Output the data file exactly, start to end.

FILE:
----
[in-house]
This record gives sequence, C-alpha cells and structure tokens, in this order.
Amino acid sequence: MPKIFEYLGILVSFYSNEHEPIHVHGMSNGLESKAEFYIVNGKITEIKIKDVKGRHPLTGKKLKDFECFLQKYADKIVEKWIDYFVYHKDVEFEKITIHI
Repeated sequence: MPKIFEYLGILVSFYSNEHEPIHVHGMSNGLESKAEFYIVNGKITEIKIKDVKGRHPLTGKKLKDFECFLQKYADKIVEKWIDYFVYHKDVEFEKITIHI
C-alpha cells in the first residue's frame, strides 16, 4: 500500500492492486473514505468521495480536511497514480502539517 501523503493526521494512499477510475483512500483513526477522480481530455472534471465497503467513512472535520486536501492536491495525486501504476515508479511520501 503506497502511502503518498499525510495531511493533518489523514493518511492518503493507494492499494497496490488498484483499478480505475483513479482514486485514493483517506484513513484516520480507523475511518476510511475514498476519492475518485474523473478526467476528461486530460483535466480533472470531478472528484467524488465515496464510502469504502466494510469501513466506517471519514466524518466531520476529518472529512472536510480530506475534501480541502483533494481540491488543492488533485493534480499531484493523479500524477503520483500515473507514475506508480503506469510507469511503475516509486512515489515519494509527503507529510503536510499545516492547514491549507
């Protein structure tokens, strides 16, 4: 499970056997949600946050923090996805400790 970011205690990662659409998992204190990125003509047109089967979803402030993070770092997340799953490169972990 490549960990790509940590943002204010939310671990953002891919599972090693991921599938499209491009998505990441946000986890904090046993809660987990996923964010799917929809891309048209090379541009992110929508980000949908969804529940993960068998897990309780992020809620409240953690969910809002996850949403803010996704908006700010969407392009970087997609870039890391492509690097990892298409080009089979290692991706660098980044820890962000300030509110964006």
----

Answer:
[in-house]
This record gives sequence, C-alpha cells and structure tokens, in this order.
Amino acid sequence: MPKIFEYLGILVSFYSNEHEPIHVHGMSNGLESKAEFYIVNGKITEIKIKDVKGRHPLTGKKLKDFECFLQKYADKIVEKWIDYFVYHKDVEFEKITIHI
Repeated sequence: MPKIFEYLGILVSFYSNEHEPIHVHGMSNGLESKAEFYIVNGKITEIKIKDVKGRHPLTGKKLKDFECFLQKYADKIVEKWIDYFVYHKDVEFEKITIHI
C-alpha cells in the first residue's frame, strides 16, 4: 500500500492492486473514505468521495480536511497514480502539517 501523503493526521494512499477510475483512500483513526477522480481530455472534471465497503467513512472535520486536501492536491495525486501504476515508479511520501 503506497502511502503518498499525510495531511493533518489523514493518511492518503493507494492499494497496490488498484483499478480505475483513479482514486485514493483517506484513513484516520480507523475511518476510511475514498476519492475518485474523473478526467476528461486530460483535466480533472470531478472528484467524488465515496464510502469504502466494510469501513466506517471519514466524518466531520476529518472529512472536510480530506475534501480541502483533494481540491488543492488533485493534480499531484493523479500524477503520483500515473507514475506508480503506469510507469511503475516509486512515489515519494509527503507529510503536510499545516492547514491549507
């Protein structure tokens, strides 16, 4: 499970056997949600946050923090996805400790 970011205690990662659409998992204190990125003509047109089967979803402030993070770092997340799953490169972990 490549960990790509940590943002204010939310671990953002891919599972090693991921599938499209491009998505990441946000986890904090046993809660987990996923964010799917929809891309048209090379541009992110929508980000949908969804529940993960068998897990309780992020809620409240953690969910809002996850949403803010996704908006700010969407392009970087997609870039890391492509690097990892298409080009089979290692991706660098980044820890962000300030509110964006």